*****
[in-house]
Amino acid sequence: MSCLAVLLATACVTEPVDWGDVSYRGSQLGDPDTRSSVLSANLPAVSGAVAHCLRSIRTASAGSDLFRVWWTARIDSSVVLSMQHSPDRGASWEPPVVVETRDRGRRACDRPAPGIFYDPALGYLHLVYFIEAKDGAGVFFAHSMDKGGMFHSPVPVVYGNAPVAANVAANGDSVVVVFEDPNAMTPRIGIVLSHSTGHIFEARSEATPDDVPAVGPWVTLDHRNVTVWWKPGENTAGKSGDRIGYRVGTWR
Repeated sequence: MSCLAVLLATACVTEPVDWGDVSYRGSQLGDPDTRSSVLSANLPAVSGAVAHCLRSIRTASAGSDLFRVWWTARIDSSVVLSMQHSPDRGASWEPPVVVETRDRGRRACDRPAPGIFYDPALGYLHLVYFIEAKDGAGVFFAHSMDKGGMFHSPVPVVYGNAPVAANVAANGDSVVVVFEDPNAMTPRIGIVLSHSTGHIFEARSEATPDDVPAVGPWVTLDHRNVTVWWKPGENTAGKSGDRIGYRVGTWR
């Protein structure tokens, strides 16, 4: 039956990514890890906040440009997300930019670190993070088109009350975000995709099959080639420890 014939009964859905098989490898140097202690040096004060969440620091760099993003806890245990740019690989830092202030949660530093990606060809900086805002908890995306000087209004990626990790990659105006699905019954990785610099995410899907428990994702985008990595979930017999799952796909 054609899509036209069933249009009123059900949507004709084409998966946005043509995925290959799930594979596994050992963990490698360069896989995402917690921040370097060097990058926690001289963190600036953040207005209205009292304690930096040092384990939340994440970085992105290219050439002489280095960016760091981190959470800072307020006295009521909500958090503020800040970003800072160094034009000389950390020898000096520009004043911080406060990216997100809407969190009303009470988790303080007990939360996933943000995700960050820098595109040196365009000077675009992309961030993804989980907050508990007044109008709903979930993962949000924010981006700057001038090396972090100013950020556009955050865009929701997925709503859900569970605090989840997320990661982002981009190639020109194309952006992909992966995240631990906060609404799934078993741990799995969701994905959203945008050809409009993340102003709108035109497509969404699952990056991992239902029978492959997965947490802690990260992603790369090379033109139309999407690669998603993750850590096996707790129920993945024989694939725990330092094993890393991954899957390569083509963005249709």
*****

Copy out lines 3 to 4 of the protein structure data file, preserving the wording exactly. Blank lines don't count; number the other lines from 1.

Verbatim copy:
Repeated sequence: MSCLAVLLATACVTEPVDWGDVSYRGSQLGDPDTRSSVLSANLPAVSGAVAHCLRSIRTASAGSDLFRVWWTARIDSSVVLSMQHSPDRGASWEPPVVVETRDRGRRACDRPAPGIFYDPALGYLHLVYFIEAKDGAGVFFAHSMDKGGMFHSPVPVVYGNAPVAANVAANGDSVVVVFEDPNAMTPRIGIVLSHSTGHIFEARSEATPDDVPAVGPWVTLDHRNVTVWWKPGENTAGKSGDRIGYRVGTWR
């Protein structure tokens, strides 16, 4: 039956990514890890906040440009997300930019670190993070088109009350975000995709099959080639420890 014939009964859905098989490898140097202690040096004060969440620091760099993003806890245990740019690989830092202030949660530093990606060809900086805002908890995306000087209004990626990790990659105006699905019954990785610099995410899907428990994702985008990595979930017999799952796909 054609899509036209069933249009009123059900949507004709084409998966946005043509995925290959799930594979596994050992963990490698360069896989995402917690921040370097060097990058926690001289963190600036953040207005209205009292304690930096040092384990939340994440970085992105290219050439002489280095960016760091981190959470800072307020006295009521909500958090503020800040970003800072160094034009000389950390020898000096520009004043911080406060990216997100809407969190009303009470988790303080007990939360996933943000995700960050820098595109040196365009000077675009992309961030993804989980907050508990007044109008709903979930993962949000924010981006700057001038090396972090100013950020556009955050865009929701997925709503859900569970605090989840997320990661982002981009190639020109194309952006992909992966995240631990906060609404799934078993741990799995969701994905959203945008050809409009993340102003709108035109497509969404699952990056991992239902029978492959997965947490802690990260992603790369090379033109139309999407690669998603993750850590096996707790129920993945024989694939725990330092094993890393991954899957390569083509963005249709």